Culture has been defined in many ways. One of them describes culture as a higher form of civilization. Civilization deals with the necessities of life, such as providing food and shelter. It meets so-called primary human needs. Culture builds on civilization. It takes the simple tools of daily life and embellishes them, using precious materials and artistic design. Some will object: A spade is a spade; it doesn't need to be a work of art to be useful. However, we like what is beautiful and precious for we have secondary as well as primary needs. In sum, culture is ultimately a labor of love. It speaks of gratuitousness and generosity, and tips the scale of human endeavor in favor of spiritual values.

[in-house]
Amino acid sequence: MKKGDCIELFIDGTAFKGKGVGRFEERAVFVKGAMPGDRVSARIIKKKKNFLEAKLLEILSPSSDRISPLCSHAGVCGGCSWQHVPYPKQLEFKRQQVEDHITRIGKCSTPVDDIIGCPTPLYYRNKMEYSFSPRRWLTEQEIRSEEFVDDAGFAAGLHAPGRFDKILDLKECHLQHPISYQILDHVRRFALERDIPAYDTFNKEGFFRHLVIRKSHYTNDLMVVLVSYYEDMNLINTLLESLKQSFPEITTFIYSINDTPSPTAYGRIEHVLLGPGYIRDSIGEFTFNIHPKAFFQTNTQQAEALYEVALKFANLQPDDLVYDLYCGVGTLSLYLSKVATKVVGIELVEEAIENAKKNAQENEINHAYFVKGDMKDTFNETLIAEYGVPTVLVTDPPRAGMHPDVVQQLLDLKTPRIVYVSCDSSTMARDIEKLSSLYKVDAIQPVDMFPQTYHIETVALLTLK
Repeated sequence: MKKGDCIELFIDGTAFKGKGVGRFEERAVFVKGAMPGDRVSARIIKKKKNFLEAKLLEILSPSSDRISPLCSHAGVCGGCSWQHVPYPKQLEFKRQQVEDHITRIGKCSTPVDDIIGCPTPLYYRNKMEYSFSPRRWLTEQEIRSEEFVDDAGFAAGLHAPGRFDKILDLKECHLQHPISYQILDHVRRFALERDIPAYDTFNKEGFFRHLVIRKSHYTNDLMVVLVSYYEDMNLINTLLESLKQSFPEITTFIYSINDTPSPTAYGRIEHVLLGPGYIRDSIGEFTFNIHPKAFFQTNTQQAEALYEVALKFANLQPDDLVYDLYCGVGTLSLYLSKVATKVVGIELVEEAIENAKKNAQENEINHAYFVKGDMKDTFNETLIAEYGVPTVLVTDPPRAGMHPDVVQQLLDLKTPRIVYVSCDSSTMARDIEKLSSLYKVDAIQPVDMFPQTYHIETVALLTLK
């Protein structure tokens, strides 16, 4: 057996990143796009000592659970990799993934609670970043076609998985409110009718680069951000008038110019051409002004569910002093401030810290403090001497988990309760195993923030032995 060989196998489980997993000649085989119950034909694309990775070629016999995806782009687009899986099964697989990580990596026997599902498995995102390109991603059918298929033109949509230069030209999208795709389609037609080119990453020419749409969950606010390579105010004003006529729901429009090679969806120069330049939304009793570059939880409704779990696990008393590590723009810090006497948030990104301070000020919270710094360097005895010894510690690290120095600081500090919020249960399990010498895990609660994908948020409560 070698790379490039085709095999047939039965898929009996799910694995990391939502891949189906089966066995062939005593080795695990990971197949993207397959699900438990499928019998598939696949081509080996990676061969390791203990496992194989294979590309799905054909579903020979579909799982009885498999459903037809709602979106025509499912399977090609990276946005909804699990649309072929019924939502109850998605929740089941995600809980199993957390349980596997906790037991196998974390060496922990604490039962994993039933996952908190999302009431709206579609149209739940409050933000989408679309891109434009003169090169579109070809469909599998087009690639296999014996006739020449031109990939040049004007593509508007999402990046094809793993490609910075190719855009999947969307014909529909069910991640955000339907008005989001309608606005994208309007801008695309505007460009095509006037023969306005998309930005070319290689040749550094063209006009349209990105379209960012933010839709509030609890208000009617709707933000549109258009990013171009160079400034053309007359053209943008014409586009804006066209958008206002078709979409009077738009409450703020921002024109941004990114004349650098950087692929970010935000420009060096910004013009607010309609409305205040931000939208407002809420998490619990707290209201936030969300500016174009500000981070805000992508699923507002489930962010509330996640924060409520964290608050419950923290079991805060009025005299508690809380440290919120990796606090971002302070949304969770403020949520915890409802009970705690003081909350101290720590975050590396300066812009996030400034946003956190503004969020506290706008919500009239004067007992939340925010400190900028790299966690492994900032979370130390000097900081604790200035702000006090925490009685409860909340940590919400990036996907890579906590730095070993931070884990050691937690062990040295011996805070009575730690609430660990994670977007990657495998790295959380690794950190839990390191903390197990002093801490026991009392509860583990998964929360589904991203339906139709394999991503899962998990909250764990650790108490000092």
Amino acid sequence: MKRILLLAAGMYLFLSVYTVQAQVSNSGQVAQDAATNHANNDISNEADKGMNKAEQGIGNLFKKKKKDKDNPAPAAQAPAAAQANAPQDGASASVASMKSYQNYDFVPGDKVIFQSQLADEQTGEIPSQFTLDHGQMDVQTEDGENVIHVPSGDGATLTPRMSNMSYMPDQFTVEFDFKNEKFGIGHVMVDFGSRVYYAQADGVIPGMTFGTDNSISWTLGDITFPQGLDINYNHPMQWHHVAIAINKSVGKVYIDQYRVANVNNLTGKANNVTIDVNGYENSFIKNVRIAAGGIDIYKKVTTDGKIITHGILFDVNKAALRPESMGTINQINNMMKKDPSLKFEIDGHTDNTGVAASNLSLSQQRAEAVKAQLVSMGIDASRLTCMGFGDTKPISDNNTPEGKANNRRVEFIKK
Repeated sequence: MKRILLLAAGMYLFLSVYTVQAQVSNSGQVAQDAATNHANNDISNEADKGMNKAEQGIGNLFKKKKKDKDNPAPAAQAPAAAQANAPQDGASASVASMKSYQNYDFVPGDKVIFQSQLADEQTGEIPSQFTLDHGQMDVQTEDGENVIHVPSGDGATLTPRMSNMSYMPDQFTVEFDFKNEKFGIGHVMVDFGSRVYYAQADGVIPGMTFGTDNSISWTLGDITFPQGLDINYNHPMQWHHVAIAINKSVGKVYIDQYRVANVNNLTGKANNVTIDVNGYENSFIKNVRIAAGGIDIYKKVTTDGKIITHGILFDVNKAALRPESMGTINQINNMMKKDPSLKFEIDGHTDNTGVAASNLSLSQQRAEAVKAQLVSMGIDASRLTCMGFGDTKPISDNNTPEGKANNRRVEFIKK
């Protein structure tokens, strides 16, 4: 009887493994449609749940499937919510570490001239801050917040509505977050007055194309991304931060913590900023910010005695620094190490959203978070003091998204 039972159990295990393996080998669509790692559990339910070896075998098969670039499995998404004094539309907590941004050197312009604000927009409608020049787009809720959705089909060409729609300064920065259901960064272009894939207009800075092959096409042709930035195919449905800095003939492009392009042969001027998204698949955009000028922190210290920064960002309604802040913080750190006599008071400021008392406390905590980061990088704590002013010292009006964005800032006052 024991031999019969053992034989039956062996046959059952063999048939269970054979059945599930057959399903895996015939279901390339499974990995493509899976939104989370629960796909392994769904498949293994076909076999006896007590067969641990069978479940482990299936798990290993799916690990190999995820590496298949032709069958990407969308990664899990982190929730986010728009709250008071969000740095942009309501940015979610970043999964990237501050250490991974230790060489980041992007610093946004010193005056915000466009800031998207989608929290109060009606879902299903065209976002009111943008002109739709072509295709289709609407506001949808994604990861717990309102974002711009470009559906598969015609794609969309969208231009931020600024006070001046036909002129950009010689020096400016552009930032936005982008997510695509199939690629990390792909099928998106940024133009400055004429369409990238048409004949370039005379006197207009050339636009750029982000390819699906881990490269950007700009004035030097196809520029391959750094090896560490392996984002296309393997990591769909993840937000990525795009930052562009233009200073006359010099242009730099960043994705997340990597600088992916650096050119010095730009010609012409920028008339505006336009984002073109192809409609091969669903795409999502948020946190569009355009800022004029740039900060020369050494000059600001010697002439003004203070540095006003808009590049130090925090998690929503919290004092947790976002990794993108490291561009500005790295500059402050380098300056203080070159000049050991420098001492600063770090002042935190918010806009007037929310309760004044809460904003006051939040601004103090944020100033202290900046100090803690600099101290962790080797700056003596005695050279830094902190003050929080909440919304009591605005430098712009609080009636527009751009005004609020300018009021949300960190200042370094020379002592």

This Taiwanese nativity is a fine illustration of culture building on civilization. It is made of bamboo, the woody grass of Bambusa, which is widely distributed chiefly in the tropics and subtropics. Young bamboo shoots are utilized for food. The stalks are used to manufacture cooking utensils, furniture, and structural framing. The hollow stems of this large woody plant are hard and durable. They lend themselves to carving and sculpting. This attractive little crèche was produced by the renowned Potzu studios. It is set against a bluish backdrop to highlight tone and structure of the bamboo. The figures with their flowing robes and hands folded in praise and thanksgiving intimate a spiritual climate of awe and joyous reverence. According to some interpreters, the gifts of the wise men - a ring, a flute, and a piece of fruit - symbolize the marriage (ring) between heaven (flute) and earth (piece of fruit) which came about in the incarnation of Jesus Christ.
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